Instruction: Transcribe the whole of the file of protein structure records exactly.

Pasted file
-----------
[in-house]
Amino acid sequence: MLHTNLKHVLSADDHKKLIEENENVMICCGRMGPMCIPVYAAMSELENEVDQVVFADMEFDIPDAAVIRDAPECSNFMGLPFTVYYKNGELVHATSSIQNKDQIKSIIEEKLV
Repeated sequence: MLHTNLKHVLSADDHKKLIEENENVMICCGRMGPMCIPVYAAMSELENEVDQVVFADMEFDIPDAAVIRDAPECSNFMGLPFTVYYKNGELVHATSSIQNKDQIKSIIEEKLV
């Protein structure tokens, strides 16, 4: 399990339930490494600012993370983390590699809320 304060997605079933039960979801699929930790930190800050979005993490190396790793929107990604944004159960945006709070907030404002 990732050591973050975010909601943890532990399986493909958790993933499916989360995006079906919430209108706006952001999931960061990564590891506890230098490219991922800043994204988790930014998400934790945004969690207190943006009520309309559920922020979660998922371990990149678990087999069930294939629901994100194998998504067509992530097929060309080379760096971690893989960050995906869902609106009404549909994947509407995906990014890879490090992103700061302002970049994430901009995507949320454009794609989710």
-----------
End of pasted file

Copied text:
[in-house]
Amino acid sequence: MLHTNLKHVLSADDHKKLIEENENVMICCGRMGPMCIPVYAAMSELENEVDQVVFADMEFDIPDAAVIRDAPECSNFMGLPFTVYYKNGELVHATSSIQNKDQIKSIIEEKLV
Repeated sequence: MLHTNLKHVLSADDHKKLIEENENVMICCGRMGPMCIPVYAAMSELENEVDQVVFADMEFDIPDAAVIRDAPECSNFMGLPFTVYYKNGELVHATSSIQNKDQIKSIIEEKLV
């Protein structure tokens, strides 16, 4: 399990339930490494600012993370983390590699809320 304060997605079933039960979801699929930790930190800050979005993490190396790793929107990604944004159960945006709070907030404002 990732050591973050975010909601943890532990399986493909958790993933499916989360995006079906919430209108706006952001999931960061990564590891506890230098490219991922800043994204988790930014998400934790945004969690207190943006009520309309559920922020979660998922371990990149678990087999069930294939629901994100194998998504067509992530097929060309080379760096971690893989960050995906869902609106009404549909994947509407995906990014890879490090992103700061302002970049994430901009995507949320454009794609989710």